Alright, so we’ve got these two entry points. Here’s the best part. Let’s get the latest, greatest Group Policy by either logging on or running “gpupdate.” Now PolicyPak is special. It’s different than the in-the-box policy. It’s different than the in-the-box preference. We’ll maintain these instruction sets, even when offline.
Because of that what we get out of that it, let’s go ahead and run “Mozilla Firefox” and see what happens first. We’ll go ahead and go to “Options” here, and we’ll go to “General.” There we go. We are “www.INRANGE.com.” If we click on the “Network” proxy, there we go. We’re using the “www.inrangePROXY.com,” just the way we expect.
Let’s do something funky, and let’s actually go off the network. I’m doing this part off camera. Here we go. I’m changing this “Network connection” to be not on the network anymore. Now I’ve traveled to their home or something.
I know when they’re really at their home or some other business or something like that, they would pick up a different IP range. I’m just setting this manually for the purposes of this demo. In real life, of course, you wouldn’t be doing this or they wouldn’t have to do this. It’s just for the purposes of this demo: “255.0.0.0,” “10.0.0.1” and “10.0.0.111.” There we go.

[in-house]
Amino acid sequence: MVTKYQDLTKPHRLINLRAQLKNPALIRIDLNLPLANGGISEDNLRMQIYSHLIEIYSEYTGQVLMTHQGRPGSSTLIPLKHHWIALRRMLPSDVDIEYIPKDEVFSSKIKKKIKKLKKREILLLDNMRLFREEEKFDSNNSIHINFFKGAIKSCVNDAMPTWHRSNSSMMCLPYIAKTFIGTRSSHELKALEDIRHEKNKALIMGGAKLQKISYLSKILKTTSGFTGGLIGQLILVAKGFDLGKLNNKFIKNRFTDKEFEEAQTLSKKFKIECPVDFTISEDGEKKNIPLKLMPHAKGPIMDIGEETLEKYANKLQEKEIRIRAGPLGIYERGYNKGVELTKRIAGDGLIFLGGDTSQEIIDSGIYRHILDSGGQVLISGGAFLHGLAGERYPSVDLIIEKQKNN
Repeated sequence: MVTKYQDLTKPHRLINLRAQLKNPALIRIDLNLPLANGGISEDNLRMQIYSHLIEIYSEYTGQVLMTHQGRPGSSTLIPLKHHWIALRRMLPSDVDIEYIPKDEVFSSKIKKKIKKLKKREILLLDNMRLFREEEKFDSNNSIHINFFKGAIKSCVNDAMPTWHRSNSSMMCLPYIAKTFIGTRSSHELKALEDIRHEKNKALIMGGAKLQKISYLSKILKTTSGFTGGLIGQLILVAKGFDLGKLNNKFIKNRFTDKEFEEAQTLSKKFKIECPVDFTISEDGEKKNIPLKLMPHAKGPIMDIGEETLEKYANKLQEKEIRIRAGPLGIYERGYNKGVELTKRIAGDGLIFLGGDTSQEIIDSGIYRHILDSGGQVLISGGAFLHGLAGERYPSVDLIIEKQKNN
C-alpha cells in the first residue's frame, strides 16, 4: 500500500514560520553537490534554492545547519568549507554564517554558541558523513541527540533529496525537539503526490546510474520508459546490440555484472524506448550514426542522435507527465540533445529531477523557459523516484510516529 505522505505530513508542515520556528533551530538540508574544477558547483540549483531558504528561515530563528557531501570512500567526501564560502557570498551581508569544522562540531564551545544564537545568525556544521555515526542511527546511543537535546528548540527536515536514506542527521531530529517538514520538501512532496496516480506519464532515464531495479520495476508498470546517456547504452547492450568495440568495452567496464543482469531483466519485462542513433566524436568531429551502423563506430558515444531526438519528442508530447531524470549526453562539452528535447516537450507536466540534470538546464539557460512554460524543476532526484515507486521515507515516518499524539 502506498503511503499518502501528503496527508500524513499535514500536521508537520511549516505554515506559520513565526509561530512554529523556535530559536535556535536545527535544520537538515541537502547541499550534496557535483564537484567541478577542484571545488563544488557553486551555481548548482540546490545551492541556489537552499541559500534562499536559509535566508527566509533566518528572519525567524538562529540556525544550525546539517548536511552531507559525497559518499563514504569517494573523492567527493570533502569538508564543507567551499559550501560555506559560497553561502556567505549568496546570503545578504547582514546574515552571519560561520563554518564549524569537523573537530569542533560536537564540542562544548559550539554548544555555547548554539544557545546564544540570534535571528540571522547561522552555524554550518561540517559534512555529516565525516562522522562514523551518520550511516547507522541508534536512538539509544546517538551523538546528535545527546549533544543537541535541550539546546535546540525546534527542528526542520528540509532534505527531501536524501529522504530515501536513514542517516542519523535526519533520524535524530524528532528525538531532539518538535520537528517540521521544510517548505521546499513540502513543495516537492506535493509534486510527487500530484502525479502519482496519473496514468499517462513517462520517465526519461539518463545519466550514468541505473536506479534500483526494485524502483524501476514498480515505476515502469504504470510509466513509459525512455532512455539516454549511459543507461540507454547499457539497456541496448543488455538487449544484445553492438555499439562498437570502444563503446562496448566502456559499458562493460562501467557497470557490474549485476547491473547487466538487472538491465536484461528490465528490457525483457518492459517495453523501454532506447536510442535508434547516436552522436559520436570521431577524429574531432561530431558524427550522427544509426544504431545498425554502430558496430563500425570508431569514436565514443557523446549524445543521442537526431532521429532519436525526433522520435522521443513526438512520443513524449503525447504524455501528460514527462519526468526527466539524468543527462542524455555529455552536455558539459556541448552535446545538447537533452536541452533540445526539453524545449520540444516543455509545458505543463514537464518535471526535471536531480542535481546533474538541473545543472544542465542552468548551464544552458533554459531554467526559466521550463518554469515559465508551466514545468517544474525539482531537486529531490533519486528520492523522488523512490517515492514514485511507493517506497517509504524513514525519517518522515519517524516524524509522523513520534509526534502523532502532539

Now I’ve changed the IP range on this computer, and there’s no way that it’s going to connect to the mother ship and get the latest, greatest policy settings. The assumption is that they just got a new IP range and they’re just going to run “Mozilla Firefox.” When you do that, magic instantly occurs with PolicyPak. When you go to the “General” tab, “www.OUTofRANGE.com,” because we’re no longer in that IP range anymore. If we look at the “Network” proxy, we set it up exactly what we expected.
This gets you an amazing superpower if you’re using either Internet Explorer or Firefox in conjunction with PolicyPak. There’s really no other way to do this unless you’re using PolicyPak. This is a very common ask, so I figured I would show a demonstration of exactly how to do it. If you have any questions on how to do this, please feel free to post your questions in the PolicyPak forum.
Thanks so much. Talk to you soon.